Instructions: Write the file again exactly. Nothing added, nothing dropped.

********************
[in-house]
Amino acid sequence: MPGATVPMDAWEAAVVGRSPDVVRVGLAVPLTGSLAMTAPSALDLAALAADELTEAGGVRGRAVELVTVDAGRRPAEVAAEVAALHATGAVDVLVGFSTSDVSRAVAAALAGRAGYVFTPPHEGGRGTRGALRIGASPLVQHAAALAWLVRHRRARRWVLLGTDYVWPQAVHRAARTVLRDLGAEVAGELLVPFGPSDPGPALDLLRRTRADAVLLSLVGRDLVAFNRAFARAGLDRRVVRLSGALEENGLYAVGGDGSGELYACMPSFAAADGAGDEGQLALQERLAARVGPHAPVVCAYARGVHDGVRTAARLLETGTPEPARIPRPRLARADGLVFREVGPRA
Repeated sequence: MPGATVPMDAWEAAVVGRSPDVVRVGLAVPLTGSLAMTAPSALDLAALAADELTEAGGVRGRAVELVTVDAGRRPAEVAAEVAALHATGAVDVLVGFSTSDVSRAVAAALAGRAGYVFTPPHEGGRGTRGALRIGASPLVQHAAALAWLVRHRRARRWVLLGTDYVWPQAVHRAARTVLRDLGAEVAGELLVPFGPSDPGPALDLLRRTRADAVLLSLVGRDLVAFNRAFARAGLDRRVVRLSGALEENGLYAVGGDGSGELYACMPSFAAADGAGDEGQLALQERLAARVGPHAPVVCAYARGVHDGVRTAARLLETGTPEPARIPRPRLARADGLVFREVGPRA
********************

[in-house]
Amino acid sequence: MPGATVPMDAWEAAVVGRSPDVVRVGLAVPLTGSLAMTAPSALDLAALAADELTEAGGVRGRAVELVTVDAGRRPAEVAAEVAALHATGAVDVLVGFSTSDVSRAVAAALAGRAGYVFTPPHEGGRGTRGALRIGASPLVQHAAALAWLVRHRRARRWVLLGTDYVWPQAVHRAARTVLRDLGAEVAGELLVPFGPSDPGPALDLLRRTRADAVLLSLVGRDLVAFNRAFARAGLDRRVVRLSGALEENGLYAVGGDGSGELYACMPSFAAADGAGDEGQLALQERLAARVGPHAPVVCAYARGVHDGVRTAARLLETGTPEPARIPRPRLARADGLVFREVGPRA
Repeated sequence: MPGATVPMDAWEAAVVGRSPDVVRVGLAVPLTGSLAMTAPSALDLAALAADELTEAGGVRGRAVELVTVDAGRRPAEVAAEVAALHATGAVDVLVGFSTSDVSRAVAAALAGRAGYVFTPPHEGGRGTRGALRIGASPLVQHAAALAWLVRHRRARRWVLLGTDYVWPQAVHRAARTVLRDLGAEVAGELLVPFGPSDPGPALDLLRRTRADAVLLSLVGRDLVAFNRAFARAGLDRRVVRLSGALEENGLYAVGGDGSGELYACMPSFAAADGAGDEGQLALQERLAARVGPHAPVVCAYARGVHDGVRTAARLLETGTPEPARIPRPRLARADGLVFREVGPRA